Smart phones are, well, smart. They are little hand held supercomputers. They have more computing power than my first home built computer; I think they can do more than my first two or three “store bought” computers as well. Indeed, NASA engineers would have loved to have something so powerful back when they used pencil, paper, and the slide rule to put a man on the moon. (If you are like my kids, scratching your head and muttering “Slide rule? What is a slide rule?” click here for a well done piece by Elissa Nadworny at NPR.)
Phones are not the only thing getting smarter. Today we are confronted with a variety of smart devices. We can wear watches that communicate with our phones (after all, they are smart!) to track our heart rate, blood oxygen saturation, activity level, blood glucose, and sleep patterns, to name but a very few of the possibilities. We can wear other monitors that communicate with our phones, sending even more information to the cloud – and from there we can share information with fitness rivals, friends, neighbors, and, yes, even providers. These devices can serve as motivators, trainers, record keepers, and more – all in a small package that is convenient and simple to use.
It seems only logical that we try to develop these devices to their fullest. Imagine having a device that will allow you to assess your health and well-being in your jacket pocket? That would be the epitome of personalized medicine, right? What risks are there? Aren’t we talking about something that will make medical care cheaper, faster, and more convenient? We have so many choices, surely it is a simple matter for each of us to pick the right one for our needs.
The solution is not quite as complex as the inner workings of my phone, but it is not as simple as we might think. We have a myriad choices of apps that do a variety of incredible things. But there lies the issue; it is not the quantity of offerings, it is the quality of the offerings that is concerning.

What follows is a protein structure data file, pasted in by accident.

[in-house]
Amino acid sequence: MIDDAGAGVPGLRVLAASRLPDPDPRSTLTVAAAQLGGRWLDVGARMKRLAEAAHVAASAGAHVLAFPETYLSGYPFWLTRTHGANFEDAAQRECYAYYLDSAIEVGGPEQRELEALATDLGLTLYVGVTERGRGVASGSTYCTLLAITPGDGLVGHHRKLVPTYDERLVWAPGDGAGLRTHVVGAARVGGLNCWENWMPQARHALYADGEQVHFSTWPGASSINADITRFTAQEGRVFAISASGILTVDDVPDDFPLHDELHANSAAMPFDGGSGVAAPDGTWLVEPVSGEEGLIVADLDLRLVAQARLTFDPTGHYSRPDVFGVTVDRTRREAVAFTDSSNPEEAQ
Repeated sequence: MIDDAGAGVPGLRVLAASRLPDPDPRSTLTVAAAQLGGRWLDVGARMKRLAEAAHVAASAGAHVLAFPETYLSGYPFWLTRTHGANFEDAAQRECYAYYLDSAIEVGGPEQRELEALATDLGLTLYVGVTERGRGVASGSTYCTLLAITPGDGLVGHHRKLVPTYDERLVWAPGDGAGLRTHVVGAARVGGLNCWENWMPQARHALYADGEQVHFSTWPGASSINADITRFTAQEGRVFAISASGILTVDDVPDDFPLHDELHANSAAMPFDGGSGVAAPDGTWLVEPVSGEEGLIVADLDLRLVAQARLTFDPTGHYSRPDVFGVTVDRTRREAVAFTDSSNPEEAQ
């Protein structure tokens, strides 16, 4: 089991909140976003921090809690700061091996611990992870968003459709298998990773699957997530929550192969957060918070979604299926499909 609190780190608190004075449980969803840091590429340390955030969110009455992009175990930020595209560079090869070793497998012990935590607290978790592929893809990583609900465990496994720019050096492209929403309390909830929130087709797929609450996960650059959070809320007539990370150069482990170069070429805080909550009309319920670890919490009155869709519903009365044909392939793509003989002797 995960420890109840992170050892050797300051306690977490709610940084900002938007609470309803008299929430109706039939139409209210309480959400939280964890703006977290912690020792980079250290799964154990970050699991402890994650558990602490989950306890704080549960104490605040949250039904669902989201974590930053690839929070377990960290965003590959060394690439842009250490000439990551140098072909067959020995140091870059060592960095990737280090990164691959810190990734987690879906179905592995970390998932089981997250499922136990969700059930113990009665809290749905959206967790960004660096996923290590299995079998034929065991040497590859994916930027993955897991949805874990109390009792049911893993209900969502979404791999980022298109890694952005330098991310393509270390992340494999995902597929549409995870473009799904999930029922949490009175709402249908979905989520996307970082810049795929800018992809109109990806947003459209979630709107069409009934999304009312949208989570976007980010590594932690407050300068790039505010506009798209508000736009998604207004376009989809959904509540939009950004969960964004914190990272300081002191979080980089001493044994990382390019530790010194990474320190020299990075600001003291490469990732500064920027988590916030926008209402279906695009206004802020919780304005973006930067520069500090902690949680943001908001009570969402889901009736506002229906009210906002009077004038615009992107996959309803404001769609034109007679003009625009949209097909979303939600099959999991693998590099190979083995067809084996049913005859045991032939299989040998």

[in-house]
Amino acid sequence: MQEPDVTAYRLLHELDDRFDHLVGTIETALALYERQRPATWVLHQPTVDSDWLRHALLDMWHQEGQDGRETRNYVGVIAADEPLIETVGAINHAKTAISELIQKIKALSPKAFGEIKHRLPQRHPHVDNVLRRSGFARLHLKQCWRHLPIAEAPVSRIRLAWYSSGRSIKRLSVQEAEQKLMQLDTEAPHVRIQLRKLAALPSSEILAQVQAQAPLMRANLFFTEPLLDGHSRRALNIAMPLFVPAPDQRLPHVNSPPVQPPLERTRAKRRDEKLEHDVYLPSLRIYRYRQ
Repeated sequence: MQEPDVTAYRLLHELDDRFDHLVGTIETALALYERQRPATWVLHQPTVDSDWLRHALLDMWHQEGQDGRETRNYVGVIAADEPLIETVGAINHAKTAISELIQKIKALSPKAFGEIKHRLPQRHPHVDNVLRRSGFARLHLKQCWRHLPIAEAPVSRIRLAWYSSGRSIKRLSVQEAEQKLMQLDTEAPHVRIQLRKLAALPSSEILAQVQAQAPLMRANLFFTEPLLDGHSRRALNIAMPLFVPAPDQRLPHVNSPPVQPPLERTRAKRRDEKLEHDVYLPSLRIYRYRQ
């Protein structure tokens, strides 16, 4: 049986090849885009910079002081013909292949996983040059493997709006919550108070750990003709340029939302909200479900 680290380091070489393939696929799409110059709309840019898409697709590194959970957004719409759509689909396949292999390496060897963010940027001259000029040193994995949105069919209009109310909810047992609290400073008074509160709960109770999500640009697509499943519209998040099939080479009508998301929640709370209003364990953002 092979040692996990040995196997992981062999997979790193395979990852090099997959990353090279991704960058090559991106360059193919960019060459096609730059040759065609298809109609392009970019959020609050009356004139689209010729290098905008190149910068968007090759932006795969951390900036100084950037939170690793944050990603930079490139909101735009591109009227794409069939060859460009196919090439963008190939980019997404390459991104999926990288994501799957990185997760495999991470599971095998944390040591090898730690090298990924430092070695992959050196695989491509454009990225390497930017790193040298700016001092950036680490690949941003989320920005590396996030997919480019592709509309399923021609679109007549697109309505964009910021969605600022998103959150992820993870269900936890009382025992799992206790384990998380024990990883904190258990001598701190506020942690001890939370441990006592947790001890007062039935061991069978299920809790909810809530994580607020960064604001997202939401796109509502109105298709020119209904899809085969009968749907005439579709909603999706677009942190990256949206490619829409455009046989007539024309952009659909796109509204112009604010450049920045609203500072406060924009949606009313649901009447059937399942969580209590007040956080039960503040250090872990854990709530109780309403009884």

Just as, shocking to some, everything found on the internet is not true, not every app delivers the same quality. And some have crossed a threshold that will have implications for the entire industry. Anytime we discuss quality, the conversation will invariably segue to regulation, and the opportunity for regulation gets regulators all excited. This is where we find ourselves these days; regulators ready to reach into your pocket to decide what apps you can use on your phone.
What does this mean? It could be trouble for medical app developers who have grown accustomed to little or no regulation. The industry has known this day would come. FDA, for example, has spent the better part of five years contemplating what to do in this sector. Part of the challenge is that mobile health apps are subject to various existing laws written back in the day of the slide rule. Federal agencies have been wrestling with how to apply these laws to current technology. The US Department of Health and Human Services (HHS), the Office of the National Coordinator for Health Information Technology (ONC), the Office for Civil Rights (OCR), and the Food and Drug Administration (FDA) have produced an interactive tool that aims to allow app developers to determine what laws might apply to mobile health apps. The tool is not perfect, but it does give some general guidance. It is a good place to start before you wade through this FDA guidance regarding mobile medical applications, this FDA portal regarding medical apps, and the OCR’s web portal addressing questions relevant to HIPAA – and the list goes on.